I’ve just finished watching the first series of “Terminator: The Sarah Connor Chronicles”, and have been quite enjoying the series – so much that I viewed the entire six-odd hours of the first series over two days. It’s an exciting show, manages to build up suspense quite well, and has some interesting characters and the characters are played out quite well. As an extension of the Terminator franchise, it adds some interesting ideas upon the original movies without invalidating the original ideas, which is always appreciated, and for a television series, has serviceable special effects and action scenes.
As with all Terminator movies, particularly the second and third, the series itself is full of logic problems that you shouldn’t pay too close attention to in case the façade falls away. No character needs hair dye or coloured contact lenses to disguise themselves when they relocate, or when they decide to undertake a task which is both dangerous and illegal, for example. I could go on, but it’s pretty obvious that this is not the most consistent or logical of shows. The show would be better if this was considered more carefully, but there are so many other things to like about this show that this is not a huge concern for me.
The series is set after the second Terminator movie, and the pilot of the episode explains the chronology of the story, including that the show negates the third movie entirely. This is much appreciated; I enjoyed the first movie both as an SF movie and an action movie, I enjoyed the second movie as an action movie, but didn’t really enjoy the third movie at in either regard.
The acting in the show is really good, and worth discussing. Summer Glau plays the role of Cameron, the terminator sent back to protect John, extremely well. When she has to fight, she looks extremely capable in her role, and you actually believe that her personality is that of a well-honed combat robot. In social situations, she adds a touch of humour to the show which is quite hard to explain. It might be seen with Cameron making brutally honest comments, mimicking a person and making the person copied look foolish without a pretence of self-dignity, or any other number of things. Summer Glau is really a standout, and the best character in the show.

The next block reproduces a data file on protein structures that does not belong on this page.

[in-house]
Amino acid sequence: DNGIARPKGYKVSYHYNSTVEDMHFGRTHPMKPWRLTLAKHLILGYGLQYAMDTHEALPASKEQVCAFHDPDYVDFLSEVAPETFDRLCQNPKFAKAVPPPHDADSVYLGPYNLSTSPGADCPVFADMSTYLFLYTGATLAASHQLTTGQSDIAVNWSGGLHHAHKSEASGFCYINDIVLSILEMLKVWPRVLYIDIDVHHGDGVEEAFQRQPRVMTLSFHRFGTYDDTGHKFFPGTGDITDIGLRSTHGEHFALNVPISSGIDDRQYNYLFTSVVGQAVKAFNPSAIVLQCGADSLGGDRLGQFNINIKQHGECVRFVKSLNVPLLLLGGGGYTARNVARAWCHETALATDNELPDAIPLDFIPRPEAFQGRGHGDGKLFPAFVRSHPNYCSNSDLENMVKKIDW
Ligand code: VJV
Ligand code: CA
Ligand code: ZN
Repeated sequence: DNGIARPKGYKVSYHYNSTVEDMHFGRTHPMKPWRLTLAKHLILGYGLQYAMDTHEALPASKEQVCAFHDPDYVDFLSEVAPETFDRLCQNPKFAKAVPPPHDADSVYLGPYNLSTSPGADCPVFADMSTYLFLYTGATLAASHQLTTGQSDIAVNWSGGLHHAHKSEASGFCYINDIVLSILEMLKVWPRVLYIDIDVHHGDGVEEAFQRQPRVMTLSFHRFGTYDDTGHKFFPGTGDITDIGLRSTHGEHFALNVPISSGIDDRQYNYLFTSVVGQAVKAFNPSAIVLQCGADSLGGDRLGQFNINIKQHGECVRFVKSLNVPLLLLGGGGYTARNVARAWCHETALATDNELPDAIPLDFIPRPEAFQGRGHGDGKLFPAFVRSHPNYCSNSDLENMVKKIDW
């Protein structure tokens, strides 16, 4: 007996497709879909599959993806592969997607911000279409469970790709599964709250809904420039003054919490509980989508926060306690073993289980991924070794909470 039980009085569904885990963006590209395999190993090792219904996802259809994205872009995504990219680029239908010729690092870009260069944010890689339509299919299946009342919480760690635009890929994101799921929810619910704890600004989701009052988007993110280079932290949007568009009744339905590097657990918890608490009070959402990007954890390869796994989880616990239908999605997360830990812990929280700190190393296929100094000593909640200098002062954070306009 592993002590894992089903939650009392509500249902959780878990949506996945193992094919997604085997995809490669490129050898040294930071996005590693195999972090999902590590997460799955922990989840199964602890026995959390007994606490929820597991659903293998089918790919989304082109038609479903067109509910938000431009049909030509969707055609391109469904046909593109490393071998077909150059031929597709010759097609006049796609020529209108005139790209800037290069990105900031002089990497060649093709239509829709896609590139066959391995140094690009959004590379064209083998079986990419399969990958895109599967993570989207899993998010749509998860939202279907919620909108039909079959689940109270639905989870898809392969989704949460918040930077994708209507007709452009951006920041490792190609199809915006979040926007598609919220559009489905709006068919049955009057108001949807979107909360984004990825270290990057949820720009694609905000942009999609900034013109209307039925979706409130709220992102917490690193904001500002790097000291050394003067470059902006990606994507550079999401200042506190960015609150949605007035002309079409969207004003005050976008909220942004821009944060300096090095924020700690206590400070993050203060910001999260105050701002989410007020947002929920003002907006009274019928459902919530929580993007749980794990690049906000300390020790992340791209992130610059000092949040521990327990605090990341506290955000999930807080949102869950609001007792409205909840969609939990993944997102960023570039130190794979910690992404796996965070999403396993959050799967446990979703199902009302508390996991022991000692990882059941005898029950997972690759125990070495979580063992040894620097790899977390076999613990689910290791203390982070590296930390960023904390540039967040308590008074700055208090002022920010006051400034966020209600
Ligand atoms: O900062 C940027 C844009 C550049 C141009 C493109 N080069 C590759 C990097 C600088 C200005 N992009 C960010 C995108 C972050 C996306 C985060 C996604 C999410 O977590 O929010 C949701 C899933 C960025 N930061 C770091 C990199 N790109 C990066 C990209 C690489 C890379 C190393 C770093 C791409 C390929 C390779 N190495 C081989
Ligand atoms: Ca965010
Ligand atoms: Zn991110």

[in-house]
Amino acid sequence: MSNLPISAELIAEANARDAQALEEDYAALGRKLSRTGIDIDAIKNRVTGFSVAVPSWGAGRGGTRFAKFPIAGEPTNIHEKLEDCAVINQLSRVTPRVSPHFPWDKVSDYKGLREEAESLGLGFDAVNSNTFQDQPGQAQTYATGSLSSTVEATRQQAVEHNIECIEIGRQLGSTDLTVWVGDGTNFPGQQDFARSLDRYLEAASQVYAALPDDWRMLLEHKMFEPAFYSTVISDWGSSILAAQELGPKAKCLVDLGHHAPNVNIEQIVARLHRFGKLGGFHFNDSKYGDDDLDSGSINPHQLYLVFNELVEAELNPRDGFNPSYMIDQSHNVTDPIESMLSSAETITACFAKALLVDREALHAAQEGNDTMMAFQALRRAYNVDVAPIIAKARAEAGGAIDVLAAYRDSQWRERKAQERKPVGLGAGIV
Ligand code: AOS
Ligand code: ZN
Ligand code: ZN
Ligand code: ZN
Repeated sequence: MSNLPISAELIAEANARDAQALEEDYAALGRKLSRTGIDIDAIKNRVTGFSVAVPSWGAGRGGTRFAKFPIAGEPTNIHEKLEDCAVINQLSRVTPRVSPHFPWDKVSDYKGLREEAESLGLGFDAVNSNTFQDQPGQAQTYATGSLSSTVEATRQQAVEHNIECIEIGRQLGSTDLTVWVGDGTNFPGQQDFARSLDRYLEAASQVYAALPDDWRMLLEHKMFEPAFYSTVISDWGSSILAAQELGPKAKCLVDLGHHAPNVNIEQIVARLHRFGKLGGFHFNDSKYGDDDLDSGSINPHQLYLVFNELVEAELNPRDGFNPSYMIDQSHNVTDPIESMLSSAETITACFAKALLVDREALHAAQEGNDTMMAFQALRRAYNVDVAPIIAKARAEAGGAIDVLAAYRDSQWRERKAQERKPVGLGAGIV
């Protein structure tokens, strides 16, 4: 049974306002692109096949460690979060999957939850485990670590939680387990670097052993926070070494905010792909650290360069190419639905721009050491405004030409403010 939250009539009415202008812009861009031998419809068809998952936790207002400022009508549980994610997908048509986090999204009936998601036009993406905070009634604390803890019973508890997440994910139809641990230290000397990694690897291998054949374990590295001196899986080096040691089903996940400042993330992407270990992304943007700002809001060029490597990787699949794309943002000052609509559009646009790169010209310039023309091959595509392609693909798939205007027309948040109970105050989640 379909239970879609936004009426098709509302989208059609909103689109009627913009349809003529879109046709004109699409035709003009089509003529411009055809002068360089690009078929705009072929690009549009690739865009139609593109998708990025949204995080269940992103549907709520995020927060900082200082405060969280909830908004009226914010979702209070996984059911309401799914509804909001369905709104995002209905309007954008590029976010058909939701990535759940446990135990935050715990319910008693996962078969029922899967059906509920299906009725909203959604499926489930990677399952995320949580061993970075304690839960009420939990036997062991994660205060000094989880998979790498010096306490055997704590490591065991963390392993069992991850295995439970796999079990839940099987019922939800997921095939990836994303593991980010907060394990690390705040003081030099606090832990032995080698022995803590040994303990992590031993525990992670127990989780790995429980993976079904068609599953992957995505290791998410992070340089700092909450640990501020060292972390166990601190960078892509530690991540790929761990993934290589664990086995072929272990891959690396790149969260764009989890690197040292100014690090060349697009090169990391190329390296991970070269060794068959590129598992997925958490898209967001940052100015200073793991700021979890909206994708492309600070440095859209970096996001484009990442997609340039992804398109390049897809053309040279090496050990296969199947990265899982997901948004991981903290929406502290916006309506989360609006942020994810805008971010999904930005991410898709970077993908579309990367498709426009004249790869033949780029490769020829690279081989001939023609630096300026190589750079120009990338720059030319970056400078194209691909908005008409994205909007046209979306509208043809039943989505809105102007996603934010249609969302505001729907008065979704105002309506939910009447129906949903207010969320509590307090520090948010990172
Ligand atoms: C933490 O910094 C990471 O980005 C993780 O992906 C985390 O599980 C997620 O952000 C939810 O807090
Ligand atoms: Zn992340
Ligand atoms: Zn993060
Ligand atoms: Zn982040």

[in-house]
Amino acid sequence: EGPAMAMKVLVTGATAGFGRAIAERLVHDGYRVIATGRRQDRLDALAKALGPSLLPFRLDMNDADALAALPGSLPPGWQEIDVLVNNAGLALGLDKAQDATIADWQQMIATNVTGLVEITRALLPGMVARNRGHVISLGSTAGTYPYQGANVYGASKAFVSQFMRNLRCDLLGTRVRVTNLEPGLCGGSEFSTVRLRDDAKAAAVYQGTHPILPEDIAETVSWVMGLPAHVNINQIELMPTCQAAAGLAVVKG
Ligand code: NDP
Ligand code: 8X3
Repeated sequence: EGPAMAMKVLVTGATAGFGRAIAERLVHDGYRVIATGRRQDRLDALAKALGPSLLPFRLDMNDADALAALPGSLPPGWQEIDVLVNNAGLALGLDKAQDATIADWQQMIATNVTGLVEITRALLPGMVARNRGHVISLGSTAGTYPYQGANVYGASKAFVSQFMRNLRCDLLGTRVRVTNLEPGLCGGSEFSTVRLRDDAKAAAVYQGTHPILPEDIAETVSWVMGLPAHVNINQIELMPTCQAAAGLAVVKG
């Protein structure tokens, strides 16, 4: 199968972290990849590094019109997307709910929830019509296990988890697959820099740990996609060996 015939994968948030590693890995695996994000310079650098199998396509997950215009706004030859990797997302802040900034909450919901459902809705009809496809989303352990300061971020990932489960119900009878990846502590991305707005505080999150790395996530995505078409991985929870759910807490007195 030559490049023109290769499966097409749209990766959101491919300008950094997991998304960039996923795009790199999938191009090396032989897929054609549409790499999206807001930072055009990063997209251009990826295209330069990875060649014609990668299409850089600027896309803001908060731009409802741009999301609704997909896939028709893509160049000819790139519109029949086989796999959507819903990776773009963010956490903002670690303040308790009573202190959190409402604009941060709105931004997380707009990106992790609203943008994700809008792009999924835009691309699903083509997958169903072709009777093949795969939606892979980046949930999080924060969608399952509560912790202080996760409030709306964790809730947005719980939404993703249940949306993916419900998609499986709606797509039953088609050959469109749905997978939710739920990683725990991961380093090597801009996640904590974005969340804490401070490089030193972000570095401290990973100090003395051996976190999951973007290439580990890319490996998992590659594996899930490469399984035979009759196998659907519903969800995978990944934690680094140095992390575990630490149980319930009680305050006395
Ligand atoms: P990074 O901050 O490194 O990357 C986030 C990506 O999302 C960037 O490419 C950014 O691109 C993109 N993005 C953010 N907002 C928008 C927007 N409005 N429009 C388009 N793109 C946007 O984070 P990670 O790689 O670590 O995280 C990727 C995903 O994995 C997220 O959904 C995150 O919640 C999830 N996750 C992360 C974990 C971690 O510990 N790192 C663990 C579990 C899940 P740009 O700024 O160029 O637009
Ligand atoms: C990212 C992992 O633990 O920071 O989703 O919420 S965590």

As for the rest of the characters, Lena Headey as Sarah Connor is done well; her character is pretty much identical to that of Sarah Connor from Terminator 2. She’s the tough and capable lady who always puts her son’s safety first, and is trying to meld him into a military commander. Brian Green works quite well as Derek, and is introduced in the middle of the season. He is a human soldier from the future, hating all machines, whether they are allies or not, and has few moral scruples in achieving his goals. FBI Agent James Ellison is a serviceable character, and mainly provides the “outsider looking in” to give some perspective as to what the authorities think is actually happening, and to help explain what the Terminator was actually up to in the previous scenes.
Probably the only character that I have misgivings about right now is Thomas Dekker, as John Connor, surprisingly enough. He’s fifteen, and for a show that is meant to be about John Connor rising up to become a military leader, only has a minor role through the current show for the most part, and is either guarded by Cameron or offering what little support he can to more experienced warriors around him, occasionally doing things like computer hacking and the like. I know that he is only a teenager, and not yet ready to be a military commander, but his character does not really excite me in any way at this stage in the television series. Surely the son of Sarah Connor is better than this? I hope that he improves in the next season.